A trip to Japan is high up on many travelers’ bucket lists, but the country is especially alluring to whisky drinkers. As the home of some of the best booze one can drink today, Japan boasts several name-brands and craft distillers worth a pilgrimage. Japanese whisky is becoming more and more of a mainstream trend, but unlike the famous spirits brands in Scotland or Kentucky, the crowds have yet to descend en masse to Japan’s distilleries. While you could spend a week drinking the finest spirits and cocktails without ever leaving Ginza district in Tokyo, you’ll earn real drinking cred by being one of the few to venture directly to the source.

1. Yamazaki

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Begin your tour of Japanese whisky distilleries where Japanese whisky itself began, at the Suntory Yamazaki Distillery on Honshu. The oldest distillery in Japan (founded in 1923), Yamazaki has created many of the award-winning whiskies responsible for drawing attention to Japanese distillers, including the eternal favorite among drinkers, the Yamazaki 12-Year-Old. Reserve your spot on a tour, then travel just 15 minutes from Kyoto by train to arrive at the distillery, where you’ll find a whisky library of over 7,000 bottles, a museum, and, of course, a tasting of Yamazaki’s world-renowned whiskies.

2. Yoichi

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Masataka Taketsuru was integral to building the Yamazaki Distillery and launching whisky in Japan, but his true goal was to emulate the Scottish distilleries he loved. So in 1934, he left Yamazaki to set up his own operation on Hokkaido, the northernmost of the four main islands in the archipelago. Wedged between the mountains and the sea, the Yoichi Distillery lives up to its Scottish inspiration, with coal-fired pot stills creating whisky full of peaty smoke and seasalt. It’s the complete opposite of Yamazaki — north vs. south, snow-dusted seaside vs. rolling forested hills, Yamazaki vs. Nikka (Yoichi is owned by Yamazaki’s primary competitor). The distillery only offers tour in Japanese, so unless you’re fluent, you’ll be relying on headphones and pamphlets to guide you through the facility. Don’t worry though, you don’t need to know Japanese to enjoy the taste of good booze.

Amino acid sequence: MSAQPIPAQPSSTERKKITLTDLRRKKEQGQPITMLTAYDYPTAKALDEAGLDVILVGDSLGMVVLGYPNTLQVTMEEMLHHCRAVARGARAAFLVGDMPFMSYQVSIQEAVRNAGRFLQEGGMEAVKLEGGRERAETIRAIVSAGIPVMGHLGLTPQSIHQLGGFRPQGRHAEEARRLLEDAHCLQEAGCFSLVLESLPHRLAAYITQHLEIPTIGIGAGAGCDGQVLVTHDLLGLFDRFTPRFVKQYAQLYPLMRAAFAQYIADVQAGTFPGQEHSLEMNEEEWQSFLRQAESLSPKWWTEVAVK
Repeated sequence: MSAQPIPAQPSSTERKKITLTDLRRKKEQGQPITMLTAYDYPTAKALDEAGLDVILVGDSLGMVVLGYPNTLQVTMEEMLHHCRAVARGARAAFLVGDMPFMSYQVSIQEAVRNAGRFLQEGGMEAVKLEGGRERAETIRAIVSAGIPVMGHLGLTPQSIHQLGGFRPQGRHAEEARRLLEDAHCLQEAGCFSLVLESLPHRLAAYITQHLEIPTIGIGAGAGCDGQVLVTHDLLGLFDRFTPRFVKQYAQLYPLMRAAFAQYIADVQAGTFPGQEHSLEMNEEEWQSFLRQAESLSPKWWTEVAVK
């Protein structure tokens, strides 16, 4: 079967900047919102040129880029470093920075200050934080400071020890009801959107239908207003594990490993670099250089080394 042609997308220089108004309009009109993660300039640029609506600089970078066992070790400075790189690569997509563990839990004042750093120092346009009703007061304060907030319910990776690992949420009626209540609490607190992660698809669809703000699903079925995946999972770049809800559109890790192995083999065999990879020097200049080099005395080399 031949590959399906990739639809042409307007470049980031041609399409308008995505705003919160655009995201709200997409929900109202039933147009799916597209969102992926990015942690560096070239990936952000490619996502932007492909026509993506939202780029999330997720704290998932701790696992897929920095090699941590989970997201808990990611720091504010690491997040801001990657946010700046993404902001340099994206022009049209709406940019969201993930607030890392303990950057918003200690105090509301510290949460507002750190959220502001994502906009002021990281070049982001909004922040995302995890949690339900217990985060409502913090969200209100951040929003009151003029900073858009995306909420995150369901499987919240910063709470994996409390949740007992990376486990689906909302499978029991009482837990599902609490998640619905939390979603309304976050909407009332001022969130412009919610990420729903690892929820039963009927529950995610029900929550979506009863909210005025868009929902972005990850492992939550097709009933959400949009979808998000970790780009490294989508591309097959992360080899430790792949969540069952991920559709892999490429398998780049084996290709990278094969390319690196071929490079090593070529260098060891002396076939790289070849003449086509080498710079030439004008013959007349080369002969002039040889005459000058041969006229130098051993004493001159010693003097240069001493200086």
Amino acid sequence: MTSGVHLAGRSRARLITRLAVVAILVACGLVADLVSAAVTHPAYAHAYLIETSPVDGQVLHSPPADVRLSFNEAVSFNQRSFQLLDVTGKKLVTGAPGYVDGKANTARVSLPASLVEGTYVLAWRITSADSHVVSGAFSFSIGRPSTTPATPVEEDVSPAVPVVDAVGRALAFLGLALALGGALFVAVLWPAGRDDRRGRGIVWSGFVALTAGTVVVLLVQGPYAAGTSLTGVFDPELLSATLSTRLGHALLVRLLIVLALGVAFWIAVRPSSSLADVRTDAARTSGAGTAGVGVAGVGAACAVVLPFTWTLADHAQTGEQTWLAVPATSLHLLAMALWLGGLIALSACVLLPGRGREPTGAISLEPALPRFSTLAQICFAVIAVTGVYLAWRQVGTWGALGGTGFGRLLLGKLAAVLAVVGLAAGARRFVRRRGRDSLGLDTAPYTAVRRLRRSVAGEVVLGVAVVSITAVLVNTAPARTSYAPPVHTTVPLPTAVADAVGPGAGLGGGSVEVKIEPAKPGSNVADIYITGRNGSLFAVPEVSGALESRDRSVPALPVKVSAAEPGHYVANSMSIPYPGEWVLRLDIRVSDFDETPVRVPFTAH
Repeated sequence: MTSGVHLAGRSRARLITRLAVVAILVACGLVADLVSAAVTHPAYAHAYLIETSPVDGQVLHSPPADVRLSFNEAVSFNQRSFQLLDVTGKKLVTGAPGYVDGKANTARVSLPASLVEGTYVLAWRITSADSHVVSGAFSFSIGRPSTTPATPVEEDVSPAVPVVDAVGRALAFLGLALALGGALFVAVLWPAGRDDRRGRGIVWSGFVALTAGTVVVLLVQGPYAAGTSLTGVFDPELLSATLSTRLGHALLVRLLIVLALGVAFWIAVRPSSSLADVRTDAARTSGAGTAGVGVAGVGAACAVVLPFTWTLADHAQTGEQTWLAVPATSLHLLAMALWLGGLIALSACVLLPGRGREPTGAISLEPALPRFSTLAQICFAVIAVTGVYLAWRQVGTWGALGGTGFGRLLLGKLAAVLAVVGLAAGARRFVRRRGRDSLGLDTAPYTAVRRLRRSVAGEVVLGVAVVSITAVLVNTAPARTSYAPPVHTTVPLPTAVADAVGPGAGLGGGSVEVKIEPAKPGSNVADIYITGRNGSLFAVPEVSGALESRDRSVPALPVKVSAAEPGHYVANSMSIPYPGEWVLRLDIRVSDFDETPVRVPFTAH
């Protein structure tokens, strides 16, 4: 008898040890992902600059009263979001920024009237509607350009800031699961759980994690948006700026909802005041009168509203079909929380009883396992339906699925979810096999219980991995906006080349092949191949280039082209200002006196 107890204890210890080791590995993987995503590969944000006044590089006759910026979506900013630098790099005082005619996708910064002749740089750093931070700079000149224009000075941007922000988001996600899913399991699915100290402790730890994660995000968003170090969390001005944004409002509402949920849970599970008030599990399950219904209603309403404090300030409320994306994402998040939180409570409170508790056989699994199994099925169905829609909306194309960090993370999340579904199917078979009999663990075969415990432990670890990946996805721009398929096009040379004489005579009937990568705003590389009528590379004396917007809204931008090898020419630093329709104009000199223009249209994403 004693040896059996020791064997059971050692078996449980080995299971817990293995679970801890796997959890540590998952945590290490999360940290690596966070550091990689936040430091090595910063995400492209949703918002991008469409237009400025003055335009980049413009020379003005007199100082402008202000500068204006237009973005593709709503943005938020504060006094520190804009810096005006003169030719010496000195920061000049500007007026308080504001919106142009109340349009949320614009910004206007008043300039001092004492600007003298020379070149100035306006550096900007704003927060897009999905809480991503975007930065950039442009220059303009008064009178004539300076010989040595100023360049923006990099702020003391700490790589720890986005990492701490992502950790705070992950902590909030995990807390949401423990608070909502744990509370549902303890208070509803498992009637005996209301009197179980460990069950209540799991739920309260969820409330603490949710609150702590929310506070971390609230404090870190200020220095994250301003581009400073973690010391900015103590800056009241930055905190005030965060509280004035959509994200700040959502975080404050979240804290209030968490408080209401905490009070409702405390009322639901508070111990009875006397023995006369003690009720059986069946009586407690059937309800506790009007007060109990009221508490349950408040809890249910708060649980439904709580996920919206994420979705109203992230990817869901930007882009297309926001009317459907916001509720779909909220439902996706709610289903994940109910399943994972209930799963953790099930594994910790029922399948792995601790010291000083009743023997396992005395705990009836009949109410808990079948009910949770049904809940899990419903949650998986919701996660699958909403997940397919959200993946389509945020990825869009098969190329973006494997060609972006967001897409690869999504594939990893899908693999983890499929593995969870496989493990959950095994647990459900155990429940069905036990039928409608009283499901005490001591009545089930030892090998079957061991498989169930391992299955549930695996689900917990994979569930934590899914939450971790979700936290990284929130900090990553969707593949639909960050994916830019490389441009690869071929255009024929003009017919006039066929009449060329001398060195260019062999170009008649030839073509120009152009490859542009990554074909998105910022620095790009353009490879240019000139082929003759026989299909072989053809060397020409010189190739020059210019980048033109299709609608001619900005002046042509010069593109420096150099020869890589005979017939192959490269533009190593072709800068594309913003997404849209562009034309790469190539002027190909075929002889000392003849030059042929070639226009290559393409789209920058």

3. Hakushu

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When the lights and sounds of Tokyo begin to overwhelm you, escape to the idyllic Hakushu Distillery. Suntory’s other must-visit facility is entirely integrated into its home in the Japanese Alps, about three hours west of Tokyo. The forest cloaks the distillery in a serene shroud, melted snow from the mountains makes its way into the whisky, and an onsite bird sanctuary fills the air with the sounds of nature. There are no tours in English, but headphones are provided for tourists — and besides, there’s no better way to escape the hustle and bustle than to wander through a remote, forested distillery while talking to no one but the birds. Just be sure to reserve a tour, since this popular distillery tends to fill up.

4. Chichibu

Yamazaki and Nikka make up the bulk of most people’s Japanese whisky knowledge, so do yourself a favor and expand that by visiting this small, independent distillery that blows away the competition. Launched by Ichiro Akuto, a scion of the beloved (and dearly departed) Hanyu Distillery and the mind behind the internationally coveted Ichiro’s Card Series whiskies, Chichibu represents small yet quality whisky in the country. You’ll have to arrange your own tour by calling the distillery, since there are no established hours for tours, but the extra effort is well worth it to see the epicenter of craft Japanese whisky.

5. Fuji-Gotemba

If you can’t be bothered to make time to travel to a distillery out in the middle of nowhere, hit Fuji-Gotemba on your way to the eponymous mountain. Located at the base of Mount Fuji, the Fuji-Gotemba Distillery was originally a cooperative operation between Canadian Seagram’s, the Scottish Chivas Brothers, the American Four Roses, and the local brand Kirin, though now Kirin owns the whole shebang. The facility claims to be the largest distillery in the world, including a bottling plant and a cooperage in its massive 1.7 million-square-foot space. Like the mountain it sits beneath, Fuji-Gotemba goes big.